When you work as a pastry chef in a bakery where artificial colouring is outlawed, things start to get a little brown at this time of year. All summer we work with vibrant hues of pinks, purples and yellow. Autumn brings us beautiful purple and red shades from plums and spring brings us fluorescent pink from Rhubarb. There isn’t really a lot of colour to work with at this time of year. That is until blood orange season is upon us!
Blood oranges are in season from mid January to early March, so not long at all really. They get their beautiful colour from a naturally occurring pigment which only develops when night time temperatures are low. Some of them are stained red on the outside whilst some look perfectly, ordinarily orange.
This Tart does take a bit of time, as it’s very important that you rest the pastry and chill the filling. Patience is most definitely a virtue when it comes to patisserie. Trust me when I say this took me a long-ass time to learn. If blood oranges are out of season, substitute with normal oranges.
For the pastry:
- 250g plain white flour
- 150g icing sugar
- 120g unsalted butter
- 1 egg
For the curd:
- Juice and zest of 4 oranges
- 200g butter
- 150g sugar
- 4 egg yolks, 1 whole egg
- 1 tbsp cornflour
For the meringue:
- 4 egg whites
- 200g caster sugar
- Cream the butter and icing sugar using a wooden spoon.
- Mix in the egg, then gently with your hands mix in the flour to form a dough. Be careful not to over work the pastry as this will leave you with a tough pastry case.
- Place in a plastic bag and chill in the fridge for at least one hour.
- Lightly dust a work surface with flour, roll out the pastry to the thickness of a £1 coin and line a Tart case. Make sure the pastry is pressed right in to all the knooks and crannies and leave a little extra pastry over hanging the edge of the case. Prick the base of the case with a fork.
- Place in the fridge or freezer to chill for at least an hour.
- When fully chilled, cover the pastry in greaseproof paper and fill the case with rice or dried beans. This stops it puffing up in the oven.
- Bake the pastry case in a preheated oven at 160 degrees/ Gas mark 3. It will need approximately 20 minutes, turning half way, plus another 10 with the paper and rice removed. Because of the sugar in this recipe, the pastry does colour quite fast, so keep a close eye on it.
- When the case is out of the oven, use a small sharp knife to tidy up the over hanging edges. Set aside to cool.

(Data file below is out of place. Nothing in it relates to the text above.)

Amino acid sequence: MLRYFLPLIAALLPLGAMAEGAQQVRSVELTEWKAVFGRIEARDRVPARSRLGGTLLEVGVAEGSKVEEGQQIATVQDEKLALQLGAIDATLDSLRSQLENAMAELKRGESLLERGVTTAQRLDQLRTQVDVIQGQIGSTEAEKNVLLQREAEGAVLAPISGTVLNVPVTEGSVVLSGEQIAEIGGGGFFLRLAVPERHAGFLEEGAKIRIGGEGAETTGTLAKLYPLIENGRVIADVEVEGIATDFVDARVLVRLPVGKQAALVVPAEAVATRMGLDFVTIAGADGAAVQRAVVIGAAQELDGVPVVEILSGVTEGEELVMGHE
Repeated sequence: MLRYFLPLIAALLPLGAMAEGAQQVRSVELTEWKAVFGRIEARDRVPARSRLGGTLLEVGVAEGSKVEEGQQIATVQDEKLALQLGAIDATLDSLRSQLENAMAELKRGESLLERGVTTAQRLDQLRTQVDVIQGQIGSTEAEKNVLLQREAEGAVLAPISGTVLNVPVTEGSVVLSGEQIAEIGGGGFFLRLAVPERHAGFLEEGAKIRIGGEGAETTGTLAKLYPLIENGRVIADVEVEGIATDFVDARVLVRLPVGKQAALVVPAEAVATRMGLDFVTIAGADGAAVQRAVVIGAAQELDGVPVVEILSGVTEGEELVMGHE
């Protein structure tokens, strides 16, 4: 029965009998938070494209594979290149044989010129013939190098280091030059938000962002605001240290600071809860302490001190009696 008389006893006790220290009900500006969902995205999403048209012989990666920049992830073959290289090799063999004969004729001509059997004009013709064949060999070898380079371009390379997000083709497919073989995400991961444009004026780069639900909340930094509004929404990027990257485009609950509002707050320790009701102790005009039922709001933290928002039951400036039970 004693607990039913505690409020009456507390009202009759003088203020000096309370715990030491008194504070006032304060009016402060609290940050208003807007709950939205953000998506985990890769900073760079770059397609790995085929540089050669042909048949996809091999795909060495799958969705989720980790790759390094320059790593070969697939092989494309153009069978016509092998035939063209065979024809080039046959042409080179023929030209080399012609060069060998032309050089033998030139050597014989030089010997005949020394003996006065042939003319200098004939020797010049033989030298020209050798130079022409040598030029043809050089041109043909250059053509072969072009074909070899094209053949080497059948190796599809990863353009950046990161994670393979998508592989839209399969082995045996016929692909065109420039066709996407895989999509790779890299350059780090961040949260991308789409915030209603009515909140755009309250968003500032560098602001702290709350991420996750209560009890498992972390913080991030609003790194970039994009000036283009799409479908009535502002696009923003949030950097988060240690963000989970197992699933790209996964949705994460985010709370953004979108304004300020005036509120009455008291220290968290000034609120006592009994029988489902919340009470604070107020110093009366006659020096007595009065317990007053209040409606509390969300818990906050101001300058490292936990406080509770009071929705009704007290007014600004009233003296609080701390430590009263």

For the Blood Orange Curd:
- Set up a Bain Marie using a pan of simmering water and a heat proof bowl. The bowl must not touch the water.
- Melt the butter and sugar in the Bain Marie.
- In a seperate bowl, combine the eggs, orange zest and juice and cornflour. Make sure they are well mixed.
- Pour this mix into the melted butter and sugar. Cook it carefully on the Bain Marie, whisking continuously until it starts to thicken. It should be glossy, smooth and coat the back of a spoon when ready.
- Place in a clean tub to cool, with some cling film on the surface so as not to form a skin.
When the Orange Curd is cool, pour it into the cooled Tart case and place this into the fridge to set. The Tart will be lovely just as it is, however if like me you have a constant need to go one step further, you can decorate your Tart with Swiss meringue…
For the Meringue:
- Over a Bain Marie, whisk together the egg whites and sugar. Cook until the mixture reaches at least 63 degrees, or is just about too hot for your pinky finger.
- Using an electric whisk, whip the mixture until it forms stiff peaks.
- Pipe or mound onto your filled and chilled Tart and carefully toast with a blowtorch.
- If your Orange Curd lacks acidity (as Orange often tends too), squeeze in a little lemon juice at the end of the cooking. If you have it, a pinch of citric acid works even better.
- If you do not have a blow torch and still want to do the meringue, cover the whole surface of the Tart in meringue and cook it under the grill.
- Any left over Orange Curd will keep in the fridge for 3 days and it tastes amazing on toast.
- If you think you may struggle for time, you can line the pastry case up to a week before you need it and store it in the freezer. The Curd can be made a few days in advance and stored in the fridge.
- Freeze your pastry scraps with a date label and store for up to a month. A small amount will defrost quickly and be ready to roll for when you next need it.
- If you will not be serving your Tart within a few hours of finishing it, I recommend glazing the inside of the pastry case with an egg wash. Do this when you remove the paper and rice.